THE STETSON FAMILY ‘The Devil in His Sunday Best’

Reviewed by Alex Morton

Damn but I love good handclaps. And banjos. And Nad Budge’s voice. So when I stuck the brand new Stetson Family album in the player and all of the above came flying out of the speakers, one after the other, I got a bit excited. And around 38 minutes and 11 great songs later I was grinning like a fool.

The Stetsons play progressive bluegrass with a healthy dose of country and folk-influenced music, and like Pennsylvanians Jim and Jennie & The Pinetops, they maintain a respect for the traditions of the genre without being constrained by them.

Anchored by Nadine Budge’s vocals, dobro, and considerable songwriting talents, the Stetson Family also features John Bartholomeusz , who contributes several great songs and on-the-button acoustic guitar leads; Colin Swan and Andrew Carswell play banjo and mandolin respectively, and Luke Richardson holds it all down with the bull-fiddle.

One of the real strengths of this album is the strength of the songs – all originals with the exception of Jean Ritchie’s classic tale of economics catching up with traditional mining – “The L&N Don’t Stop Here Anymore” (nicely juxtaposed by John and Colin’s narrative “Smokey Valley”) and Nad’s old partner-in- crime Marni Sheehan’s gorgeous and heartfelt “Devil Call Your Name”. Highlights include “Oh Winding River”, an elegiac classic with guest vocals by co-writer Tracey McNeil, a reminder of what a great singer (and writer) she truly is. And harmonies? Listen to the outro, with the whole band and  guests singing loud and proud, all air and breath, perfect unison –it’s a great moment. And Nadine proves herself the equal of anyone when it comes to heartbreaking honesty with “Traces Of You” – “there’s traces of you in every corner I turn/And you’re there in the ashes of every bridge that I’ve burned.” It sounds like the best song that Mary Gauthier never wrote. And like a true mandolin player, Andrew Carswell nails “Every Dusty Road.” “Old Black Canoe” keeps coming back to haunt me – is it the six white horses, or the long black Cadillac, the harbingers of our time on this earth? Whatever, it’s a great and very affecting song! And of course Nadine takes it out in irreverent style with “Dirty Rotten Lowdown Cheatin’ Sonofabitch”.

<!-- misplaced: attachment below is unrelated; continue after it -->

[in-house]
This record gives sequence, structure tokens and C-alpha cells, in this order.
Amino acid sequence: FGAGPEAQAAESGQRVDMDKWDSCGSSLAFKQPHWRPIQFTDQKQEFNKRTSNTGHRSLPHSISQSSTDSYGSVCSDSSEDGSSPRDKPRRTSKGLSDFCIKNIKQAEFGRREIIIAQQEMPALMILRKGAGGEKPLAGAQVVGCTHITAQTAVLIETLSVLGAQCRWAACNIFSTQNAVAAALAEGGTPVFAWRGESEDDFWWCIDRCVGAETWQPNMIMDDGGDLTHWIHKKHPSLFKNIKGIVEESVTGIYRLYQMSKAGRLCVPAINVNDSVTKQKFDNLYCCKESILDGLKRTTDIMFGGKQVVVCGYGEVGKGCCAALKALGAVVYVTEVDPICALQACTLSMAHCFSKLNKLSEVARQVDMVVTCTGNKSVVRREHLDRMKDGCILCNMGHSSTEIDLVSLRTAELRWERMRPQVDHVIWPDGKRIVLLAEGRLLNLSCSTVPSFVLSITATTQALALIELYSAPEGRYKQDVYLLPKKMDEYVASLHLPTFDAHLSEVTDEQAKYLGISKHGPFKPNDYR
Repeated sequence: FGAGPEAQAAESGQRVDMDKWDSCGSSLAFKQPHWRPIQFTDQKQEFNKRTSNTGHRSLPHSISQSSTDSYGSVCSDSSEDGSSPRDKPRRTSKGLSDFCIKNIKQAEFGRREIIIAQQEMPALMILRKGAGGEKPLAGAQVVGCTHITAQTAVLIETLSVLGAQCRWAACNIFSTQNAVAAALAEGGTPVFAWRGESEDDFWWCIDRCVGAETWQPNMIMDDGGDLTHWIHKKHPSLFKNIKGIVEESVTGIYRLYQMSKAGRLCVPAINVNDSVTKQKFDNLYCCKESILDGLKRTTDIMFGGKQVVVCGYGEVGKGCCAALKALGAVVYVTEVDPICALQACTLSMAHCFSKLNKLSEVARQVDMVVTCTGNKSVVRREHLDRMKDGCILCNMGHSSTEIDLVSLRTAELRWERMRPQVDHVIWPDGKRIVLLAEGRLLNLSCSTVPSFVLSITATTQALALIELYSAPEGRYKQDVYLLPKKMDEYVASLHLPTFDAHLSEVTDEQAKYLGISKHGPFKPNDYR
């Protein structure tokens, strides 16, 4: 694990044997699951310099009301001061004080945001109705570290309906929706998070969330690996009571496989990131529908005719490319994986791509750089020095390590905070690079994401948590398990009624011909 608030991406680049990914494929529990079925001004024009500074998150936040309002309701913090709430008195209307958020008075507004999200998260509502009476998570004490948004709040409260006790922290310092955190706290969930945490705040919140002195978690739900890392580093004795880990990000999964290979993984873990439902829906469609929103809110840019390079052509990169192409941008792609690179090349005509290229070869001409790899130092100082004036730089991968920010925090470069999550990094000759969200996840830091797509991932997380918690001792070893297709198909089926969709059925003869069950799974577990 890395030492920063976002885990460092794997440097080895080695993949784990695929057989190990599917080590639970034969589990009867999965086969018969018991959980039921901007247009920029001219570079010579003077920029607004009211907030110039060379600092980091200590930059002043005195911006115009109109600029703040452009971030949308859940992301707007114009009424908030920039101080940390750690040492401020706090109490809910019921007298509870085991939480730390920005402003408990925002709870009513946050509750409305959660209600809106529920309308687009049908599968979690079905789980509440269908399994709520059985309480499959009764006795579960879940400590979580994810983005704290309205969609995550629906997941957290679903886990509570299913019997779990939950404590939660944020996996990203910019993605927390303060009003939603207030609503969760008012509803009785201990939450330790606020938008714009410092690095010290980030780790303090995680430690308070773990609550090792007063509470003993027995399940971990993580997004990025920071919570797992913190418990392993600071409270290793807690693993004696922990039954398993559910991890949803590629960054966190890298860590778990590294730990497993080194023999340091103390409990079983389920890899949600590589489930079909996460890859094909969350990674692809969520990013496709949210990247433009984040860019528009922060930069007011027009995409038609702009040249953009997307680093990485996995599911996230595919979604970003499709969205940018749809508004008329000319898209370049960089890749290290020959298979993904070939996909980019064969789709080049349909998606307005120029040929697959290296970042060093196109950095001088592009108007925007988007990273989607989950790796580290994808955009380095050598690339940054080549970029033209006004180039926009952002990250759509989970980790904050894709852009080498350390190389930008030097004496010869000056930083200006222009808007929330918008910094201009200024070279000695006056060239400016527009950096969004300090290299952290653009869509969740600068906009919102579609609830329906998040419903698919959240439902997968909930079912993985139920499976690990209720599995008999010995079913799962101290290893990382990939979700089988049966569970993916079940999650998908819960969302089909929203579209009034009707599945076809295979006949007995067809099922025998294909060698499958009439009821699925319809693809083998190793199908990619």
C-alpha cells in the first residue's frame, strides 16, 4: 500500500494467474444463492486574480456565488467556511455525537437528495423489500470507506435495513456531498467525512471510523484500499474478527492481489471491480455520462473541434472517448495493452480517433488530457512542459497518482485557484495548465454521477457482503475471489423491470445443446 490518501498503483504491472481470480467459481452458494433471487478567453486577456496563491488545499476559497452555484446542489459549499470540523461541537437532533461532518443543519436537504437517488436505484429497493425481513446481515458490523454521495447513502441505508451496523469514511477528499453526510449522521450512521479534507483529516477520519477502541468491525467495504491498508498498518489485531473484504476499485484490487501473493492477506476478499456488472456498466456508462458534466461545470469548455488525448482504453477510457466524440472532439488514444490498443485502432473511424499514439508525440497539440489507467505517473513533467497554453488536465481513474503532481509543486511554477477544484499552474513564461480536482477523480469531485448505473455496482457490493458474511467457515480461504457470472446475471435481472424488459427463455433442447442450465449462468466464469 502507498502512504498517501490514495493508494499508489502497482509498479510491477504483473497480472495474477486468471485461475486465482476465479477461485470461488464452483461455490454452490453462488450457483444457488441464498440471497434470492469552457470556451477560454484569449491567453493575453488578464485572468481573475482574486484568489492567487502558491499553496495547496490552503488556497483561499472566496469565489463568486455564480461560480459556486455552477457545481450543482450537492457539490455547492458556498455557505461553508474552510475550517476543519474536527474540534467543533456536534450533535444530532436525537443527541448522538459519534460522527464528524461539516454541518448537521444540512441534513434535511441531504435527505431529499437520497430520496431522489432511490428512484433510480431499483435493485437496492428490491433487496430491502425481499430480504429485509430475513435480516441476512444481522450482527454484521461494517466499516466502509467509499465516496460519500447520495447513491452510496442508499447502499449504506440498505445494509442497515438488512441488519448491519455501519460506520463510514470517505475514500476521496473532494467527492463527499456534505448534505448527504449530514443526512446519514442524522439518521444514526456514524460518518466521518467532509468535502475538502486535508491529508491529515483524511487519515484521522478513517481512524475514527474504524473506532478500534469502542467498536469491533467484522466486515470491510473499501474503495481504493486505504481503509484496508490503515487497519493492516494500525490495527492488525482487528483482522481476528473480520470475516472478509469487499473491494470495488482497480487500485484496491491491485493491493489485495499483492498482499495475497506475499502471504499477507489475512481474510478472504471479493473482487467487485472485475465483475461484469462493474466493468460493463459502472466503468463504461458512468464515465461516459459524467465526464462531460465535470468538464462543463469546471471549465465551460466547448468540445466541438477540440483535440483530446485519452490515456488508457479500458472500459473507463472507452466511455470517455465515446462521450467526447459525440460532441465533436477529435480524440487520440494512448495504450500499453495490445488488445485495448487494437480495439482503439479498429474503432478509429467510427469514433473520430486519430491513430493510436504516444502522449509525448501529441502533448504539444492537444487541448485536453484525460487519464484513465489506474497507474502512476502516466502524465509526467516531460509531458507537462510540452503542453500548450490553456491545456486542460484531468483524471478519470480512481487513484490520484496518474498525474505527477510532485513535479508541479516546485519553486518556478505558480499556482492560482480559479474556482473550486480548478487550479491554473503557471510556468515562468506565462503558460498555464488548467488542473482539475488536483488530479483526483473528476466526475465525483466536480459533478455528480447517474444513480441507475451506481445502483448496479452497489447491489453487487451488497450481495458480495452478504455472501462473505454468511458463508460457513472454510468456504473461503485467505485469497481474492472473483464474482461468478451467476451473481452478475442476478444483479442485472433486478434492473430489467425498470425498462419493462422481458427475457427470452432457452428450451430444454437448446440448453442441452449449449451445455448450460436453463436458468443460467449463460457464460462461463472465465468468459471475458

So there’s no flashy trends or fancy hats here (some very nice shirts though!) – just a great set of songs played with great feel and great honesty by a bunch of people who are obviously joined by the sheer joy and love of making good music together.

The Stetson Family album launch is this Sunday 23rd October at the Penny Black, Brunswick 4pm $10


Live Review: The Stetson Family at Retreat Hotel, Brunswick (9 April 2011)

Every time I’m in the front bar at the Retreat, the wood paneled walls, rowdy crowd and 70s light fittings make me feel like I’m in a bar in Fargo, North Dakota. So much so that I’m always disappointed when I get outside and discover that it’s not snowing.

Showing up to chase away our rainy autumn blues tonight are local knockabouts The Stetson Family.  As frontwoman Nad Budge is always quick to point out, The Stetson Family aren’t actually related, although the light-hearted ribbing going on onstage – mainly directed at mandolin player Andy Carswell – suggests otherwise.

I like to think of these folks as modern bluegrass. Their harmonies are tight, and the banjo (ably wielded by Colin Swan), mandolin and acoustic guitar trade effortless solos. Luke Richardson’s energetic upright bass and sky-high harmonies are a treat, and Budge’s sweet dobro playing lends a mournful tone to the down-tempo numbers.

In between rousing renditions of favourites like “Hey Sister Mary, Where’d You Get That Gun?” and new tune “Fool’s Gold”, Budge and co-frontperson (is that a word?)  John Bartholomeusz reported that the group’s first full-length album is nearing completion.

Budge spotted several fellow musos in the room, and cheekily invited everyone who has an album coming out this year to raise their hands. More than a few arms shot up, confirming that it is indeed an exciting year ahead in Melbourne town.

We loved it, the punters loved it, and we can’t wait for The Stetsons’ new album!